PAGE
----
Wynn Resorts Ltd. is in talks with MGM Resorts International to sell its nearly finished casino outside Boston – a startling turn after the company won a battle to keep its casino license in the state.
“Over the past several weeks, we have engaged in conversations around the potential sale of Encore Boston Harbor,” Wynn and MGM said Friday in a joint statement. “They are very preliminary and of the nature that publicly traded corporations like ours often engage in.”
“Our conversations will not impact the jobs at our facilities and will not impact the opening of Encore Boston Harbor,” the companies added. “Regardless of where this leads us, we will ensure that our commitments will be met, and that those who welcomed us into their communities will not be disappointed.”
The acquisition of a marquee property in Boston would bolster MGM’s growing presence on the East Coast. In recent years, the company has expanded with new properties, bought a racetrack casino near New York City and acquired full control of the Borgata in Atlantic City, New Jersey.
MGM operates a casino in Springfield, Massachusetts, about a two-hour drive from Boston. The 2011 state law that authorized up to three resort casinos in Massachusetts prohibits companies from holding more than one casino license, so MGM would not be permitted to operate both the Springfield and Boston Harbor facilities. It would likely have to sell the $960 million Springfield resort that opened only last year.
The law does contemplate the possibility of a license transfer and provides guidance for how one might occur, but such a process would likely be complicated and perhaps lengthy, according to gambling regulators. As host communities for the casinos, Springfield and Everett would also likely have a say in any negotiations surrounding new licensees for the casino.
Wynn recently engaged in merger discussions with Australia’s Crown Resorts Ltd. The company embarked on the Boston property as part of a strategy by its former CEO to bring back grand hotels in major cities. But the Las Vegas-based casino operator has been more focused on international markets such as Macau and Japan, where it’s pursuing a casino license.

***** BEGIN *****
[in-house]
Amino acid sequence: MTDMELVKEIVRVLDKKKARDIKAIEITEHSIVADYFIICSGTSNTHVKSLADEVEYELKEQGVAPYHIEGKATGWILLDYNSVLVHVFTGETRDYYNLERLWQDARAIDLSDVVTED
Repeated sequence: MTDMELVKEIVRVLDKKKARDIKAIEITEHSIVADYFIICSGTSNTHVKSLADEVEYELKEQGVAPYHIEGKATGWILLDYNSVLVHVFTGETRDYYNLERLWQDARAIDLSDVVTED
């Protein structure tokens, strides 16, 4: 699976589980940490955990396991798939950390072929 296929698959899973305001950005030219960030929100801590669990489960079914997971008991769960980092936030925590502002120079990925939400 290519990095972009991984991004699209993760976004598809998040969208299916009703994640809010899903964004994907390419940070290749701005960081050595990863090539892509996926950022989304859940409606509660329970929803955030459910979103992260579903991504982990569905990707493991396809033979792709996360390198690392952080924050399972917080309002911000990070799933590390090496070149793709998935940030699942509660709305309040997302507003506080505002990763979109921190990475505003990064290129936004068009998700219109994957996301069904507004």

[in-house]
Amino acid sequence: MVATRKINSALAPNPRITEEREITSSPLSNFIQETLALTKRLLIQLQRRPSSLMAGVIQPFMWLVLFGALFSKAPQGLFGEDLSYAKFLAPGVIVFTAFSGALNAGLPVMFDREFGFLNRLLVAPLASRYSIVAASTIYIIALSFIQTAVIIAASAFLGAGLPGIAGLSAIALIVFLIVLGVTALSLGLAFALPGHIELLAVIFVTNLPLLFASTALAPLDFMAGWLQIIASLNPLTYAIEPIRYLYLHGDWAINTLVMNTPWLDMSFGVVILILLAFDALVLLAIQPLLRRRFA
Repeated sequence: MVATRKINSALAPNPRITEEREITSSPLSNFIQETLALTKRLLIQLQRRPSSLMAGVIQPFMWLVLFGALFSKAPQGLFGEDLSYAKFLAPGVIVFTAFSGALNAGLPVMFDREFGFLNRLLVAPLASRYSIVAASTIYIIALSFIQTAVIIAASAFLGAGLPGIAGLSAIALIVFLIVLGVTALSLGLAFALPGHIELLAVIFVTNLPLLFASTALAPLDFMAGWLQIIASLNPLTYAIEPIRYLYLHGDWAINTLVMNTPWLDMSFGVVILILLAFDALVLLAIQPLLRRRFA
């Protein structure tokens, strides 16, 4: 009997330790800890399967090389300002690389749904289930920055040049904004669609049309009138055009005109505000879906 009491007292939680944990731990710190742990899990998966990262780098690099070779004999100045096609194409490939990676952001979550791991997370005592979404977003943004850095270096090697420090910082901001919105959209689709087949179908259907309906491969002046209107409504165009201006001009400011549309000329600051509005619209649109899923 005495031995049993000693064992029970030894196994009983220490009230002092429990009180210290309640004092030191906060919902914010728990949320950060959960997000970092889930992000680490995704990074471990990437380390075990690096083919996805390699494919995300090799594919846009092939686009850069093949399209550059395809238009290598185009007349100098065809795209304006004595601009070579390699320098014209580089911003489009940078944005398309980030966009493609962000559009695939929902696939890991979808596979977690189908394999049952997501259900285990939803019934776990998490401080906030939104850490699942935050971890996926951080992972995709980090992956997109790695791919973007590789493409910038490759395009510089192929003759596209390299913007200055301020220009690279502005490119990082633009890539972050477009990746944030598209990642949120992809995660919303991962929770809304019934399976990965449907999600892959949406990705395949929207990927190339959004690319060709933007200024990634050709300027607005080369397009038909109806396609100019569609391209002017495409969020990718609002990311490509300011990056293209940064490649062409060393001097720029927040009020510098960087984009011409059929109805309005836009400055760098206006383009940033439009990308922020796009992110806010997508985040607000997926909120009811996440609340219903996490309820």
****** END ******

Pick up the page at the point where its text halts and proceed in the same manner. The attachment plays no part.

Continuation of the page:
Concerns over a U.S.-China trade war have hurt shares of casino companies with big investments in Macau. Wynn shares fell as much 4.5% to $121.61 in New York. MGM, which has two Macau properties, was down as much as 2.4%.
State gambling regulators last month levied a $35 million fine on Wynn Resorts but let Wynn keep its casino license after finding executives failed to disclose allegations of sexual misconduct against company founder Steve Wynn. It also levied another $500,000 fine on new CEO Matthew Maddox.
In its investigation, Massachusetts Gaming Commission focused on how long Wynn officials were aware of the allegations against Steve Wynn and how they responded, rather than the truth behind the claims. Steve Wynn, who resigned as CEO last year, has denied the allegations.
The Massachusetts Gaming Commission had no immediate comment on the talks between the two companies. Elaine Driscoll, a spokeswoman for the agency, said in a statement the agency said its written decision following the Wynn investigation stands.
“The deadline for fine payment and notice of appeal is May 31. The MGC continues to focus its efforts on the significant amount of regulatory preparations required before Encore’s opening,” Driscoll said in the emailed statement. MDT/Agencies